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As Midmarket HR BPO Business Heats Up, Providers Could Be in for Surprises

June 9, 2006
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In 2004, Credit Suisse First Boston wanted to outsource its entire payroll department, beyond just the processing of payments, to cut costs. The New York investment bank was paying its 50 back-office employees an average of $100,000 annually, a fairly standard amount for operations departments at investment banks. Employees in such jobs are overseeing several important back-office processes. By outsourcing its entire payroll operation, the firm projected it could save $5 million a year, says Gary Stuto, director, human resources business management. The bank, a subsidiary of Swiss financial services giant Credit Suisse, was not a stranger to outsourcing HR processes. It had used Hewitt Associates for benefits processing for years.

    But Hewitt didn’t offer a payroll solution for midmarket clients. Besides, given its multibillion-dollar payroll, the bank wanted a vendor that specialized in this task, Stuto says. In 2004, Credit Suisse First Boston tapped Automatic Data Processing to handle the payroll processes for its 10,000 U.S. employees.

    The investment bank’s piecemeal approach to outsourcing is emblematic of how midsized employers, those with 2,000 to 15,000 employees, are approaching HR outsourcing differently from their larger peers.

    Unlike larger companies that are jumping into full-blown HRO deals with a single vendor, the midsized organizations are taking a more cautious approach.

    "In the midmarket, they’re just dipping their toes in and outsourcing only one or two processes at a time," says Greg Secord, vice president of marketing and business development for ADP’s National Account Services.

    This is partly due to the fact that many midsized companies don’t have the systems in place to mesh with an HRO provider and its service offerings, he says. For example, while a large employer may want to outsource its recruiting and screening process, the midmarket client may not yet have an automated process in place, Secord says. The other reason is that relatively few vendors offer total HR outsourcing services to midsized employers.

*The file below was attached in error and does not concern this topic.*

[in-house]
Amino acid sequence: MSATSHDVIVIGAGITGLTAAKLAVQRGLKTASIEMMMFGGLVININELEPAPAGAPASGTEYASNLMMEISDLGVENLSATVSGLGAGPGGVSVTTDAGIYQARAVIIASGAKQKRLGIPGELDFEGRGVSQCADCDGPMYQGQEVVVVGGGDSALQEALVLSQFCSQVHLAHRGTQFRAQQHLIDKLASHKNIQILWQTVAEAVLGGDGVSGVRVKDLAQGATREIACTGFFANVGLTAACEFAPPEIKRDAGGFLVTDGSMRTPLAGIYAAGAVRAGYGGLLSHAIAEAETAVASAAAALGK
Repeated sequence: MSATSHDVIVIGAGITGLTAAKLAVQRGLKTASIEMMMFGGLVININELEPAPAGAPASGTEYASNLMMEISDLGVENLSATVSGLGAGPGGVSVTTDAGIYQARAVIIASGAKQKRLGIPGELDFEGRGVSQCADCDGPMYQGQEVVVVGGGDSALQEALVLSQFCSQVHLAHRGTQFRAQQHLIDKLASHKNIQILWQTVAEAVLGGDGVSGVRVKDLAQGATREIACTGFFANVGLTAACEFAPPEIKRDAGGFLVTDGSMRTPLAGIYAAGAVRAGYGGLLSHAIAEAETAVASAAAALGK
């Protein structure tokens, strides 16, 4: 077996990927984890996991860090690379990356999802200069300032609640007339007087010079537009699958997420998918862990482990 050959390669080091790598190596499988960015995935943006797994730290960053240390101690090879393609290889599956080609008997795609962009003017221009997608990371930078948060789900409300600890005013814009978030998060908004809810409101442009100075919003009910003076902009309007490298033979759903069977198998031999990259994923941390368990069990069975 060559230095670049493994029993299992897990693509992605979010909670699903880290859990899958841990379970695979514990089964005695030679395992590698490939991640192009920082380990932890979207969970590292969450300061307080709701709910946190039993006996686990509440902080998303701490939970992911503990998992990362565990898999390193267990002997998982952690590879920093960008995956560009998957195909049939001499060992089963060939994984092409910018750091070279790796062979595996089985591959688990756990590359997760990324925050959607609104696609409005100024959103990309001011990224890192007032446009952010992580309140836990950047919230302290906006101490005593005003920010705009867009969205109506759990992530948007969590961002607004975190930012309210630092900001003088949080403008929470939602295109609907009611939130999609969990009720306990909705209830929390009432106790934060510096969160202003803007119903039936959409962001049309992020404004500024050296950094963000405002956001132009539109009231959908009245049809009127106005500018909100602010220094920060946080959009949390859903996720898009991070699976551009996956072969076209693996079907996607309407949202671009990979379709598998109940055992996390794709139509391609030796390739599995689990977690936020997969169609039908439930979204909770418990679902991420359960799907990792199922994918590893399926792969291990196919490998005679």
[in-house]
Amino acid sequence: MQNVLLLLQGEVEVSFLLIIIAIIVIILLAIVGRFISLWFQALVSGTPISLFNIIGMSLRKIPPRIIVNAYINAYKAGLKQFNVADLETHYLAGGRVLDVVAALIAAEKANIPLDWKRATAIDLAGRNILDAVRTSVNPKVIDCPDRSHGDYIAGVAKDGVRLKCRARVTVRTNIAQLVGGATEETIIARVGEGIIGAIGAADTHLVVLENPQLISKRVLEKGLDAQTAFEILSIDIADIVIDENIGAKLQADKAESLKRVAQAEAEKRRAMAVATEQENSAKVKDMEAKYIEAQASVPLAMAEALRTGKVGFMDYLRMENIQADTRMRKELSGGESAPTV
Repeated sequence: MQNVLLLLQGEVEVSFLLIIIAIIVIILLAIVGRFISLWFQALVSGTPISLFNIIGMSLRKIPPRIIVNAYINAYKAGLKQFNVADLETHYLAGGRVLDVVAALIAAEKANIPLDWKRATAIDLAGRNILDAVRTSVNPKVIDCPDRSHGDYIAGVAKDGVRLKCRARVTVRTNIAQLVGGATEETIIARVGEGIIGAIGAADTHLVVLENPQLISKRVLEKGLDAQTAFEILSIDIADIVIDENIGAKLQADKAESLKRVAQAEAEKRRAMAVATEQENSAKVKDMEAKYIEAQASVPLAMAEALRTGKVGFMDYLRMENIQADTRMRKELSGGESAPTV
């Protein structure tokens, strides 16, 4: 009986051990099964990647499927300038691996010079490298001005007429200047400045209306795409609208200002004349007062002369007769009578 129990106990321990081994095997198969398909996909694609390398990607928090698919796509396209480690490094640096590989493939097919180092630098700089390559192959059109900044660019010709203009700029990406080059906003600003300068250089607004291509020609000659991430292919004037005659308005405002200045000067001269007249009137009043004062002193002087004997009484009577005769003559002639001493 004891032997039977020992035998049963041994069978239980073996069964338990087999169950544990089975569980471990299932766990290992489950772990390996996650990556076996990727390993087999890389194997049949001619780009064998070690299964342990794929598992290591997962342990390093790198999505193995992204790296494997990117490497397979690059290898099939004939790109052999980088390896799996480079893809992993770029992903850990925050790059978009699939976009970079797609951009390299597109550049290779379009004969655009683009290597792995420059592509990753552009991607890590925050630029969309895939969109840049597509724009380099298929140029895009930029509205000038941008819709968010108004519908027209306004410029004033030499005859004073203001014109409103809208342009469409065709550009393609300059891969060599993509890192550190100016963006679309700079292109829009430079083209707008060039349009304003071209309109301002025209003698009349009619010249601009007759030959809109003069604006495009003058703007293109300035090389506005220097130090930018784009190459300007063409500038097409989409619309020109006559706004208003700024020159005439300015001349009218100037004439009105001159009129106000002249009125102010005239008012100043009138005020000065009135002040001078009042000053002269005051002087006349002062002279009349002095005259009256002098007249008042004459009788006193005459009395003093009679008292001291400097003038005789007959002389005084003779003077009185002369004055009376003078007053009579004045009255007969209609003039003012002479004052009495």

But that’s starting to change. Phil Fersht, an analyst at Everest Group, predicts that the $1.2 billion midmarket HRO business will double by 2010.

    Providers are offering more standardized solutions to meet the needs and budgets of these clients. While large companies can afford complete customized platforms, 62 percent of midsized organizations said in a recent survey that they are willing to adopt the providers’ standardized process as their own, according to NelsonHall, a Cambridge, Massachusetts-based firm that analyzes the business process outsourcing market.

    Deals are starting to be signed in the midsized market, says IDC analyst Lisa Rowan, noting that these companies make up 20 percent of all spending in the HR outsourcing market.

Fierce competition
   
Experts agree that the two leading suppliers in midmarket HR outsourcing today are ADP, which has 43 clients with an average of 9,200 employees each, and Ceridian, with 25 clients that have an average of 4,000 employees each. But the competition is increasing. On one hand, professional employer organizations, which typically target companies with fewer than 500 employees, are moving up-market.